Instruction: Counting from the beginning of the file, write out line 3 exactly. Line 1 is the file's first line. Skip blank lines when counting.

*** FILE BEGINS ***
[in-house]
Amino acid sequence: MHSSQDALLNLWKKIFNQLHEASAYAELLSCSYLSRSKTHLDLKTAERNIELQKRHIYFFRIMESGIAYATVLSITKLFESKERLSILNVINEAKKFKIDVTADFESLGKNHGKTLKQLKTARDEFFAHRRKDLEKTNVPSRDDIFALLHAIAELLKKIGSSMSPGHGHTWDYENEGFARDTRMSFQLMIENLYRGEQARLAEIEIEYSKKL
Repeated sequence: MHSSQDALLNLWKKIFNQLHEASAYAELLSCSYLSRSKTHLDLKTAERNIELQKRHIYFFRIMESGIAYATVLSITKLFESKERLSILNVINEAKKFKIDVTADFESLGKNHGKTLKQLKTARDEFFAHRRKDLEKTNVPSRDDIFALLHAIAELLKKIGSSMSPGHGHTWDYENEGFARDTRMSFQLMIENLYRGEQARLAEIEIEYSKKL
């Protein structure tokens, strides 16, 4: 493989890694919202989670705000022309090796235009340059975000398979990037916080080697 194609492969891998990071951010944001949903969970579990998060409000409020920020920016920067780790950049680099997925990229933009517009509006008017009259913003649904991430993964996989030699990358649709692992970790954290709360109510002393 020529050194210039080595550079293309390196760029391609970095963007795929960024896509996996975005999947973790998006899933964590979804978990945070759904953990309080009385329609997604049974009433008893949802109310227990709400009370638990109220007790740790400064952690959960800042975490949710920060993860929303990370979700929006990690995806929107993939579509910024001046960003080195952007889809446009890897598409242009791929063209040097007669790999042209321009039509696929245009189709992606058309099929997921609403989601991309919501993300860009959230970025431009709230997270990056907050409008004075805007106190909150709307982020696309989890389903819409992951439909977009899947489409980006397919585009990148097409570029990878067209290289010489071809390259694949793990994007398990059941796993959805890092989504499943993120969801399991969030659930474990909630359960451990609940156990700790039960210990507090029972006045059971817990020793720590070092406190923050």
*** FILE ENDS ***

Repeated sequence: MHSSQDALLNLWKKIFNQLHEASAYAELLSCSYLSRSKTHLDLKTAERNIELQKRHIYFFRIMESGIAYATVLSITKLFESKERLSILNVINEAKKFKIDVTADFESLGKNHGKTLKQLKTARDEFFAHRRKDLEKTNVPSRDDIFALLHAIAELLKKIGSSMSPGHGHTWDYENEGFARDTRMSFQLMIENLYRGEQARLAEIEIEYSKKL